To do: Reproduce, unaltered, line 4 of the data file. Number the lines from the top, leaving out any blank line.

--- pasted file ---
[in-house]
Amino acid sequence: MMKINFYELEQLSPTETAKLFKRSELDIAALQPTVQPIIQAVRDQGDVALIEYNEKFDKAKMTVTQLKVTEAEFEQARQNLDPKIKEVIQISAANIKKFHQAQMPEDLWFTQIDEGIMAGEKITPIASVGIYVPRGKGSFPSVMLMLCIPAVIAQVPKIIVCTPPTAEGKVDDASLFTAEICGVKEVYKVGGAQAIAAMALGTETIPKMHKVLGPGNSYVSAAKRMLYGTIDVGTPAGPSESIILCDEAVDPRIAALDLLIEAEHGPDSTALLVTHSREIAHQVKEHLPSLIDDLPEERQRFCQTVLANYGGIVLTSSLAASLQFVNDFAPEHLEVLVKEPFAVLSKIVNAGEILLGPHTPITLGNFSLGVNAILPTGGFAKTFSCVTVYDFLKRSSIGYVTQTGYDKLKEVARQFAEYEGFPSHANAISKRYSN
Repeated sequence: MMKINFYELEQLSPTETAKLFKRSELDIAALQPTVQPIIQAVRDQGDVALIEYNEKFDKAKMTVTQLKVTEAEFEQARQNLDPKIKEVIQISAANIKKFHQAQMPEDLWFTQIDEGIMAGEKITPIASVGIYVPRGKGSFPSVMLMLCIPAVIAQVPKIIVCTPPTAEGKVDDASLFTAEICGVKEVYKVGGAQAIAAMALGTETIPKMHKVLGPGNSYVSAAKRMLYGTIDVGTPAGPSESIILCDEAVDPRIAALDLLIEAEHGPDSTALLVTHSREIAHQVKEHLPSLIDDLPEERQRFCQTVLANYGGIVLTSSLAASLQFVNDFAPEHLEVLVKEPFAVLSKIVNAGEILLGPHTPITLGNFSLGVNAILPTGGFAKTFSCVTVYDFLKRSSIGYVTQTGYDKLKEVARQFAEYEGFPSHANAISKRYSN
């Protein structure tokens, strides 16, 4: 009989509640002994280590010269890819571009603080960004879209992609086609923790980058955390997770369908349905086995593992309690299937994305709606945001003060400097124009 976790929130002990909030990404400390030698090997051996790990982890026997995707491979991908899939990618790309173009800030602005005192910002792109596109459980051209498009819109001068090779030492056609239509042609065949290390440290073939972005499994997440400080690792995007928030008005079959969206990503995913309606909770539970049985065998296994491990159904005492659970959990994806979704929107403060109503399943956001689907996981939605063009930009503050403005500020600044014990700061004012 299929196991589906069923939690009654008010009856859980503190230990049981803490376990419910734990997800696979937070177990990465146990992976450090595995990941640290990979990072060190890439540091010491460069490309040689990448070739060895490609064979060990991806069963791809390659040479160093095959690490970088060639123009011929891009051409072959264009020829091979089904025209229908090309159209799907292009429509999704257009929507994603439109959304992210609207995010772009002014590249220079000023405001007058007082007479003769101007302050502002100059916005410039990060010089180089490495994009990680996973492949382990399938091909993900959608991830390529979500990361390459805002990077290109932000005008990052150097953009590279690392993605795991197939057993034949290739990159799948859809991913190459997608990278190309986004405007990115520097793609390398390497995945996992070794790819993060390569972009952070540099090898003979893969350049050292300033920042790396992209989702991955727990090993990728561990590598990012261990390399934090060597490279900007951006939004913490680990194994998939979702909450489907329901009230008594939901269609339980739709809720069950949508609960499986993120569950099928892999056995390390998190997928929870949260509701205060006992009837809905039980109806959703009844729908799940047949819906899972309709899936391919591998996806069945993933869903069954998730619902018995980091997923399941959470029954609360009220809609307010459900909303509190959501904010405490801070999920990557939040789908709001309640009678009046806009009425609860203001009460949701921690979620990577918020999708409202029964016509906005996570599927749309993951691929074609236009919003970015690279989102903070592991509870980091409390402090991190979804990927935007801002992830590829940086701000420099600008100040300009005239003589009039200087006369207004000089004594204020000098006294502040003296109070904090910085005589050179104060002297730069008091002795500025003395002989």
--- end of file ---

């Protein structure tokens, strides 16, 4: 009989509640002994280590010269890819571009603080960004879209992609086609923790980058955390997770369908349905086995593992309690299937994305709606945001003060400097124009 976790929130002990909030990404400390030698090997051996790990982890026997995707491979991908899939990618790309173009800030602005005192910002792109596109459980051209498009819109001068090779030492056609239509042609065949290390440290073939972005499994997440400080690792995007928030008005079959969206990503995913309606909770539970049985065998296994491990159904005492659970959990994806979704929107403060109503399943956001689907996981939605063009930009503050403005500020600044014990700061004012 299929196991589906069923939690009654008010009856859980503190230990049981803490376990419910734990997800696979937070177990990465146990992976450090595995990941640290990979990072060190890439540091010491460069490309040689990448070739060895490609064979060990991806069963791809390659040479160093095959690490970088060639123009011929891009051409072959264009020829091979089904025209229908090309159209799907292009429509999704257009929507994603439109959304992210609207995010772009002014590249220079000023405001007058007082007479003769101007302050502002100059916005410039990060010089180089490495994009990680996973492949382990399938091909993900959608991830390529979500990361390459805002990077290109932000005008990052150097953009590279690392993605795991197939057993034949290739990159799948859809991913190459997608990278190309986004405007990115520097793609390398390497995945996992070794790819993060390569972009952070540099090898003979893969350049050292300033920042790396992209989702991955727990090993990728561990590598990012261990390399934090060597490279900007951006939004913490680990194994998939979702909450489907329901009230008594939901269609339980739709809720069950949508609960499986993120569950099928892999056995390390998190997928929870949260509701205060006992009837809905039980109806959703009844729908799940047949819906899972309709899936391919591998996806069945993933869903069954998730619902018995980091997923399941959470029954609360009220809609307010459900909303509190959501904010405490801070999920990557939040789908709001309640009678009046806009009425609860203001009460949701921690979620990577918020999708409202029964016509906005996570599927749309993951691929074609236009919003970015690279989102903070592991509870980091409390402090991190979804990927935007801002992830590829940086701000420099600008100040300009005239003589009039200087006369207004000089004594204020000098006294502040003296109070904090910085005589050179104060002297730069008091002795500025003395002989």